In fact, one wonders what the Republican leadership is doing to stop Obamacare. Sure, they took a vote to repeal it. But since there was no chance that a repeal bill could get through the Senate and past a presidential veto, the vote was mostly symbolic. Since then, what have Republicans done? There was another vote calling for various committees to propose an alternative health‐care reform. Where is it? Where are the votes on proposals to kill some of the more unpopular aspects of the health‐care law? What about the individual mandate? The employer mandate? The new taxes? What about CLASS Act, the long‐term care program? Even Secretary Sebelius says that it won’t work as currently structured. Why has there been no vote to repeal that?
Cutting off funding for Obamacare now is all the more important because the administration is pushing full speed ahead on implementation. And the sad fact is that Obama is all too often being aided by Republicans.
Every Republican governor except Alaska’s Sean Parnell and Florida’s Rick Scott have accepted federal grant money to begin implementing the program. This includes rumored presidential candidates Haley Barbour and Mitch Daniels, and even conservative icon Chris Christie. Former Minnesota governor Tim Pawlenty also accepted Obamacare funding before he left office. Given a choice between “free” federal money and standing up against big government, the money wins every time.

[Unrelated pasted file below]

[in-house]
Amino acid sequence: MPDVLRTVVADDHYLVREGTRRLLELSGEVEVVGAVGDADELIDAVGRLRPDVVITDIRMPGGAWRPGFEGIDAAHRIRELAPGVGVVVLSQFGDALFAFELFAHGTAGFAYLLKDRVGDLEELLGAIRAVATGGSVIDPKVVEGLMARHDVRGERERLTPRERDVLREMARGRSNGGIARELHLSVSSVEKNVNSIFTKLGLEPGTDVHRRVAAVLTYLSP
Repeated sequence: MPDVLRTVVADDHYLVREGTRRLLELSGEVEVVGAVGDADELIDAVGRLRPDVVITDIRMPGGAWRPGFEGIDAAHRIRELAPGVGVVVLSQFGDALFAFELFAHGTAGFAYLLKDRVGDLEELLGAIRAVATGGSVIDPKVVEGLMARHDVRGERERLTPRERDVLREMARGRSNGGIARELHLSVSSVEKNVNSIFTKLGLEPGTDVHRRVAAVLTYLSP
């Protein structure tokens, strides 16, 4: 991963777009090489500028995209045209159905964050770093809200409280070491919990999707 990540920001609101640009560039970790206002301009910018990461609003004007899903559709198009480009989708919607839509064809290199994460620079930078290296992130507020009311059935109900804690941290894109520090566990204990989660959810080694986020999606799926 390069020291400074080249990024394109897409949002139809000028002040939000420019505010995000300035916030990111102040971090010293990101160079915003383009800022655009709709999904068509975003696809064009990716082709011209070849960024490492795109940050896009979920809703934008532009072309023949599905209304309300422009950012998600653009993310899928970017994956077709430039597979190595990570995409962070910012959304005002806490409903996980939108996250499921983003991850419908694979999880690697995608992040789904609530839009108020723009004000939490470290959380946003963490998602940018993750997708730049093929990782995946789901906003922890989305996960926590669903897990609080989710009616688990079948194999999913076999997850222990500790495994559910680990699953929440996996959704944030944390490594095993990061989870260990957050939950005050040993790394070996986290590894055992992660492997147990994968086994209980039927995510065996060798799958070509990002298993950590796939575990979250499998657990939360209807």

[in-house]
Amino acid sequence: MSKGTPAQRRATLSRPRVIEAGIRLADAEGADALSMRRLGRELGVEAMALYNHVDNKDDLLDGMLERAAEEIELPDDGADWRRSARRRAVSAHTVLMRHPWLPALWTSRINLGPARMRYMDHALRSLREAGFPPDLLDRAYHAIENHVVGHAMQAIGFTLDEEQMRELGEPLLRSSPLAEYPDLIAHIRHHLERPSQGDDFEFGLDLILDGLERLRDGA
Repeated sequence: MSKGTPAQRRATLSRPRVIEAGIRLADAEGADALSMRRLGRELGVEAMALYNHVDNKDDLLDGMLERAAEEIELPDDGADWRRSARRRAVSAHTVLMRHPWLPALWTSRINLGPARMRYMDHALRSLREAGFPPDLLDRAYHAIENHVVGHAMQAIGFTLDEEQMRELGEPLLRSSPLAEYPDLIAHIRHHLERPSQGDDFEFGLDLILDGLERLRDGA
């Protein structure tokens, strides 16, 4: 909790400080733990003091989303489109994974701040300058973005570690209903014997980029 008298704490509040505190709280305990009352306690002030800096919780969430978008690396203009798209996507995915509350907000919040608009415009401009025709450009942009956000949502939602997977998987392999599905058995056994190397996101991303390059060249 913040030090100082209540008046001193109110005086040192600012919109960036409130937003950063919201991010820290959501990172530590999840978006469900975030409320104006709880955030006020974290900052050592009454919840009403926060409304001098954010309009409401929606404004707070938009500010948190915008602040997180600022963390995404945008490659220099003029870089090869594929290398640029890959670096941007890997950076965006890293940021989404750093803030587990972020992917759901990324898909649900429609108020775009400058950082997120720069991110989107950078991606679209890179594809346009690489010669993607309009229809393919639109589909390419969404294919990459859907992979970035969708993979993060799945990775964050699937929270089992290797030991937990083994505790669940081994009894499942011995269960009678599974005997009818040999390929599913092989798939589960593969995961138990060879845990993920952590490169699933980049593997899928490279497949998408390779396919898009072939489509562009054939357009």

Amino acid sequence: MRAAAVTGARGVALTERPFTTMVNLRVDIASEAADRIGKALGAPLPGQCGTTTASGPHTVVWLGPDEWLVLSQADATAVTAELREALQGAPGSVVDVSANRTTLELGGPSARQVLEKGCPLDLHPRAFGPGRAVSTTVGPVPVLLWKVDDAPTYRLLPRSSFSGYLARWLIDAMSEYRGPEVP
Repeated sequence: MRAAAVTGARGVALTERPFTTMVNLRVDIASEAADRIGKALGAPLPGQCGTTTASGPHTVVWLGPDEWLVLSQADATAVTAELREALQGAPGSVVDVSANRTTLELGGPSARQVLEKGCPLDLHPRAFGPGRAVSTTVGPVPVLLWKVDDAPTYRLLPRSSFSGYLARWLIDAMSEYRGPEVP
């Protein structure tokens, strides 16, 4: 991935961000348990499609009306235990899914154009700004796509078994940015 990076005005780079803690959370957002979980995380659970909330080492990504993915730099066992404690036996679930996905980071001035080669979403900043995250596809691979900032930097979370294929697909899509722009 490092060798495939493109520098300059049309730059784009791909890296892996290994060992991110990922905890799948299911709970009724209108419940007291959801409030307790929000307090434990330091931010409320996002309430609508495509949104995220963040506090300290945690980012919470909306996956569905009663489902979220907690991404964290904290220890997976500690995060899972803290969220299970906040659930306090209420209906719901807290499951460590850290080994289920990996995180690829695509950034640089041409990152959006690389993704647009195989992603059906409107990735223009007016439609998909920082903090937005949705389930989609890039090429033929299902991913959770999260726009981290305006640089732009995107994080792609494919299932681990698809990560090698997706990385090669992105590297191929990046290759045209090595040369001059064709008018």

Republican governors and Republican state legislators are also moving ahead to set up state insurance exchanges, as required under the new law. Admittedly, the states face a Hobson’s choice on the issue: If they fail to act, the federal government will set up an exchange for them, anyway, one that will likely be more costly and bureaucratic than the one they would design for themselves.
But what the Obama administration realizes is that the faster implementation goes forward, and the more the program snakes its tentacles throughout the health‐care system, the harder it will be to repeal. And, for all those hoping that the Supreme Court might strike down the law, or at least its individual mandate, the justices (especially Justice Kennedy, who will likely be the pivotal vote) will also take note of whether structures and reliance have been built up around it.
In fact, in granting the government a stay of his ruling holding Obamacare unconstitutional, Judge Vinson pointed out that the plaintiff’s motion to deny the stay “is undercut by the fact that at least eight of the plaintiff states … have represented that they will continue to implement and fully comply with the Act’s requirements … irrespective of my ruling.”
This is why the Obama administration has opposed expedited review of the court rulings on the bill’s constitutionality. Time is on Obamacare’s side.
The Republican leadership will undoubtedly claim that the CR is a good deal, because it cuts another $6 billion in spending in exchange for keeping the government open for another three weeks. This keeps Republicans on track toward their goal of trimming this year’s $3.46 trillion federal budget by $61 billion. It boldly defunds the Abraham Lincoln Bicentennial Commission and the Labor Department’s Career Pathways Innovation Fund.
But Obamacare is not just another bill. It fundamentally alters not just the U.S. health‐care system but the entire relationship between the government and the American people. Should we really celebrate a Congress that kills the Lincoln Bicentennial but preserves Obamacare?
If Republicans don’t stand up this time, when will they?